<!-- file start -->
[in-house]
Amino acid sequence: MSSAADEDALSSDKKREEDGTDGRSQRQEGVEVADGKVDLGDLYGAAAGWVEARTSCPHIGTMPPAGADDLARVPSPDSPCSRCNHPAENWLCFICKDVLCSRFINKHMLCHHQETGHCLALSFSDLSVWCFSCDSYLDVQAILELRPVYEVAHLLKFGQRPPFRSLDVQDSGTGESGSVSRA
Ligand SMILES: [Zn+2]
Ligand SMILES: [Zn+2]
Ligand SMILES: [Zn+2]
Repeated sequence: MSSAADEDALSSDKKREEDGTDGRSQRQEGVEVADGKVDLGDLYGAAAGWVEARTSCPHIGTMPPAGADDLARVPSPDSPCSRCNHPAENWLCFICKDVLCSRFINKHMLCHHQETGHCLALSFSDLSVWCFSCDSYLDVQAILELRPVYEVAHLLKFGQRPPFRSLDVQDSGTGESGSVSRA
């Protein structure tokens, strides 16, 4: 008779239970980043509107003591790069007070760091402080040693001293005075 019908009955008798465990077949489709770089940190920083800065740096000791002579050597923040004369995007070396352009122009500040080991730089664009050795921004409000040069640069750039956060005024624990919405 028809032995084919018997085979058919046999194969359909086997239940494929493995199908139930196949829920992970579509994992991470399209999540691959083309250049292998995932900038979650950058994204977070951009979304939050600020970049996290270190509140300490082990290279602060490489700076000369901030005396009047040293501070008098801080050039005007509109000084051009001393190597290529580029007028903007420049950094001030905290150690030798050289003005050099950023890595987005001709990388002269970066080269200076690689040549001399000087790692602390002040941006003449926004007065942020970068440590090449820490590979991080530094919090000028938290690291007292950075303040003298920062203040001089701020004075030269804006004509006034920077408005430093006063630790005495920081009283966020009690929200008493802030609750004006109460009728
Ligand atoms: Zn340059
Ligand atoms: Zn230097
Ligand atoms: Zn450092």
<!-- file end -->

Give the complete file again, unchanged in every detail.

[in-house]
Amino acid sequence: MSSAADEDALSSDKKREEDGTDGRSQRQEGVEVADGKVDLGDLYGAAAGWVEARTSCPHIGTMPPAGADDLARVPSPDSPCSRCNHPAENWLCFICKDVLCSRFINKHMLCHHQETGHCLALSFSDLSVWCFSCDSYLDVQAILELRPVYEVAHLLKFGQRPPFRSLDVQDSGTGESGSVSRA
Ligand SMILES: [Zn+2]
Ligand SMILES: [Zn+2]
Ligand SMILES: [Zn+2]
Repeated sequence: MSSAADEDALSSDKKREEDGTDGRSQRQEGVEVADGKVDLGDLYGAAAGWVEARTSCPHIGTMPPAGADDLARVPSPDSPCSRCNHPAENWLCFICKDVLCSRFINKHMLCHHQETGHCLALSFSDLSVWCFSCDSYLDVQAILELRPVYEVAHLLKFGQRPPFRSLDVQDSGTGESGSVSRA
């Protein structure tokens, strides 16, 4: 008779239970980043509107003591790069007070760091402080040693001293005075 019908009955008798465990077949489709770089940190920083800065740096000791002579050597923040004369995007070396352009122009500040080991730089664009050795921004409000040069640069750039956060005024624990919405 028809032995084919018997085979058919046999194969359909086997239940494929493995199908139930196949829920992970579509994992991470399209999540691959083309250049292998995932900038979650950058994204977070951009979304939050600020970049996290270190509140300490082990290279602060490489700076000369901030005396009047040293501070008098801080050039005007509109000084051009001393190597290529580029007028903007420049950094001030905290150690030798050289003005050099950023890595987005001709990388002269970066080269200076690689040549001399000087790692602390002040941006003449926004007065942020970068440590090449820490590979991080530094919090000028938290690291007292950075303040003298920062203040001089701020004075030269804006004509006034920077408005430093006063630790005495920081009283966020009690929200008493802030609750004006109460009728
Ligand atoms: Zn340059
Ligand atoms: Zn230097
Ligand atoms: Zn450092």